Veliko Tarnovo Market
Discover the sights and smells of Veliko Tarnovo’s fruit and vegetable market on the VT Foodies Tour and wander around the stalls of fresh, homegrown produce. Season dependent, you can find an array of fruit, vegetables, dried fruit and homemade pickles from people who have harvested them from their garden. Choose what to buy for a picnic or snack for your travels!
Veliko Tarnovo Market location and opening times
The Veliko Tarnovo market is open every day (including weekends) from around 8AM until around 6PM or later. The exact times vary a bit depending on the season and weather. Generally, if it’s cold and miserable, the market opens later and closes earlier. And on beautiful days it’s often open much longer. Usually from around 9AM most sellers are there and things start to get livelier. And after around 4 or 5PM it starts to quiet down again.
You’ll find the market in the center of town on the corner of Bulevard Bulgaria and Bulevard Nikola Gabrovski. It’s easy to get to on foot, as it’s close to other sights in Veliko Tarnovo. And the town buses also frequent it. If you’re going by car you can park either below the market (in the car-park of the CBA supermarket), or on the roof of the stores adjoining the market. The first option – below the market – is 2 levs and hour, and for that you’re out of the weather, which is great on hot, sunny days or if it’s cold and rainy. And the second option – on the roof – is free for the first hour and 1 lev per hour after that (but you’re in full sun or rain).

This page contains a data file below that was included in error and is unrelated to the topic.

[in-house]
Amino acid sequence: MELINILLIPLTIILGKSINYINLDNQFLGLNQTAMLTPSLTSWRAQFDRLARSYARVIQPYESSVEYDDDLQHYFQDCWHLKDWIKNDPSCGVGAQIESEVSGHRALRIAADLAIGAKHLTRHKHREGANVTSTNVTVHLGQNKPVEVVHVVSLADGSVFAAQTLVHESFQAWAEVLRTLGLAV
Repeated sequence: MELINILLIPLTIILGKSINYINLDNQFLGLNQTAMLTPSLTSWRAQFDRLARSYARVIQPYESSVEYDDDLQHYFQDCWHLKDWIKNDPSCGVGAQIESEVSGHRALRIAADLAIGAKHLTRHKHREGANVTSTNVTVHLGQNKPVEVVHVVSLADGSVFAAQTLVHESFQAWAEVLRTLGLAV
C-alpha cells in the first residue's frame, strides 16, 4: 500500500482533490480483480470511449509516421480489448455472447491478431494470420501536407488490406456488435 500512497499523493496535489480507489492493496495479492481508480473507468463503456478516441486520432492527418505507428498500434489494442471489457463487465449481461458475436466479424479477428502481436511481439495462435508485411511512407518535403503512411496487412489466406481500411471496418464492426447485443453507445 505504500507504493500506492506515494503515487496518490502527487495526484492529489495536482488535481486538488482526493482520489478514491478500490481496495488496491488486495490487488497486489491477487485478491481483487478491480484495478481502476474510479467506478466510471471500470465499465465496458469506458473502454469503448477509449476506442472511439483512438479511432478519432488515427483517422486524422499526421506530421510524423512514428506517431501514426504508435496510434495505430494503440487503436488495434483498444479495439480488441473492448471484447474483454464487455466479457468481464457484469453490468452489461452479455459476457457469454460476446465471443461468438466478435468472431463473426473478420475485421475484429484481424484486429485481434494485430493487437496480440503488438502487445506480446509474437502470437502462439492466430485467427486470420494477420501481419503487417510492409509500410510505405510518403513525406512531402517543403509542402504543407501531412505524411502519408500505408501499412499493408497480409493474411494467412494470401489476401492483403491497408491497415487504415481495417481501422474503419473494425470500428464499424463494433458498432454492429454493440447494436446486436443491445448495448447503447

How to get the best fruits and veggies?
Generally speaking you’ll find two kinds of sellers on the market: old grannies who grow everything themselves and more commercial traders. The commercial traders buy their fruits and vegetables in bulk and present them in the best kind of way to get you to buy them. This produce is not always different from what you can get in a supermarket – although it is usually fresher. The grannies that grow things themselves are a different story. They sell what they grow in their own gardens and often that’s very good quality: fresh and local, plus organic if you’re lucky. There’s lots of choice, so make sure you have a look around the market first before you buy your fruits and vegetables.